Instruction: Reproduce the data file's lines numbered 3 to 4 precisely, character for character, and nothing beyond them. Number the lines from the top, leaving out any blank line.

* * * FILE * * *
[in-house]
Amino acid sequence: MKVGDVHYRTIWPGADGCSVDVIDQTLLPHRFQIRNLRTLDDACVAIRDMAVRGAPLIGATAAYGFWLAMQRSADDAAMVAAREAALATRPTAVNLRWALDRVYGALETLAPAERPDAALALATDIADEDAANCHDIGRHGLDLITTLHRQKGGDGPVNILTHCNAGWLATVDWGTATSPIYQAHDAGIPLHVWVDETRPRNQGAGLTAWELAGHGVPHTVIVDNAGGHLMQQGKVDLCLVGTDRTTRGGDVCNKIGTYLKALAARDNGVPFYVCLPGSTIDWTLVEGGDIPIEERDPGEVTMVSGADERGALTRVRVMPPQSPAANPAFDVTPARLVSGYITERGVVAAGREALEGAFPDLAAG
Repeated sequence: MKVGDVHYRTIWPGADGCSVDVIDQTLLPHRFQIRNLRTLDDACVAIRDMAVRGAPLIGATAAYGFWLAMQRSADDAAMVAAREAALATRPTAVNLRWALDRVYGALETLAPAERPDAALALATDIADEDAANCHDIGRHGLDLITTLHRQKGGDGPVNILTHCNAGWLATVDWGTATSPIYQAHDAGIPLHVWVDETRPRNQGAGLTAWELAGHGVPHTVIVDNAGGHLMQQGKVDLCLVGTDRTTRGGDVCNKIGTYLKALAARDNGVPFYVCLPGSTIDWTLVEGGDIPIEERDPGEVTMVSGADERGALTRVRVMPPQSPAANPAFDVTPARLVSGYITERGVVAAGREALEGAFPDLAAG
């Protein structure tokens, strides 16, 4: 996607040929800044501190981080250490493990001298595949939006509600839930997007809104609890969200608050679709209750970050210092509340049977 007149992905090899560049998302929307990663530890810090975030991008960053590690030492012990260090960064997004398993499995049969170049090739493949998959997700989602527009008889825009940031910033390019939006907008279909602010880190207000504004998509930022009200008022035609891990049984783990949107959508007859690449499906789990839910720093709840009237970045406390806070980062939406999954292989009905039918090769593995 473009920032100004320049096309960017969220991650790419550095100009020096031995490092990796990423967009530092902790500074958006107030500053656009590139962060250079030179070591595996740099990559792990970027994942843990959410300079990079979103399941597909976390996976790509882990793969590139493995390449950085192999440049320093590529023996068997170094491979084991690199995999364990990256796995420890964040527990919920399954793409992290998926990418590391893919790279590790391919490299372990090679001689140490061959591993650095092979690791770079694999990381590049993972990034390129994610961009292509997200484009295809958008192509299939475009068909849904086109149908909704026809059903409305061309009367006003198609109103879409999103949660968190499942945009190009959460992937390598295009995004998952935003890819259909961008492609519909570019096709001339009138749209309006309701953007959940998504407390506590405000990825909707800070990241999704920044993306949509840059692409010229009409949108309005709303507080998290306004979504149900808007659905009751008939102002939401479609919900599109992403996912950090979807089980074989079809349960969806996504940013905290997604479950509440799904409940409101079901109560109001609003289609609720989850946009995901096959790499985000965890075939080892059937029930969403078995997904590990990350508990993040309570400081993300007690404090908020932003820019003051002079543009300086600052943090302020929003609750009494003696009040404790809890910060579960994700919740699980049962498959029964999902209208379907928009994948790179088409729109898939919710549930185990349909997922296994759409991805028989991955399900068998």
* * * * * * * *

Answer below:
Repeated sequence: MKVGDVHYRTIWPGADGCSVDVIDQTLLPHRFQIRNLRTLDDACVAIRDMAVRGAPLIGATAAYGFWLAMQRSADDAAMVAAREAALATRPTAVNLRWALDRVYGALETLAPAERPDAALALATDIADEDAANCHDIGRHGLDLITTLHRQKGGDGPVNILTHCNAGWLATVDWGTATSPIYQAHDAGIPLHVWVDETRPRNQGAGLTAWELAGHGVPHTVIVDNAGGHLMQQGKVDLCLVGTDRTTRGGDVCNKIGTYLKALAARDNGVPFYVCLPGSTIDWTLVEGGDIPIEERDPGEVTMVSGADERGALTRVRVMPPQSPAANPAFDVTPARLVSGYITERGVVAAGREALEGAFPDLAAG
């Protein structure tokens, strides 16, 4: 996607040929800044501190981080250490493990001298595949939006509600839930997007809104609890969200608050679709209750970050210092509340049977 007149992905090899560049998302929307990663530890810090975030991008960053590690030492012990260090960064997004398993499995049969170049090739493949998959997700989602527009008889825009940031910033390019939006907008279909602010880190207000504004998509930022009200008022035609891990049984783990949107959508007859690449499906789990839910720093709840009237970045406390806070980062939406999954292989009905039918090769593995 473009920032100004320049096309960017969220991650790419550095100009020096031995490092990796990423967009530092902790500074958006107030500053656009590139962060250079030179070591595996740099990559792990970027994942843990959410300079990079979103399941597909976390996976790509882990793969590139493995390449950085192999440049320093590529023996068997170094491979084991690199995999364990990256796995420890964040527990919920399954793409992290998926990418590391893919790279590790391919490299372990090679001689140490061959591993650095092979690791770079694999990381590049993972990034390129994610961009292509997200484009295809958008192509299939475009068909849904086109149908909704026809059903409305061309009367006003198609109103879409999103949660968190499942945009190009959460992937390598295009995004998952935003890819259909961008492609519909570019096709001339009138749209309006309701953007959940998504407390506590405000990825909707800070990241999704920044993306949509840059692409010229009409949108309005709303507080998290306004979504149900808007659905009751008939102002939401479609919900599109992403996912950090979807089980074989079809349960969806996504940013905290997604479950509440799904409940409101079901109560109001609003289609609720989850946009995901096959790499985000965890075939080892059937029930969403078995997904590990990350508990993040309570400081993300007690404090908020932003820019003051002079543009300086600052943090302020929003609750009494003696009040404790809890910060579960994700919740699980049962498959029964999902209208379907928009994948790179088409729109898939919710549930185990349909997922296994759409991805028989991955399900068998």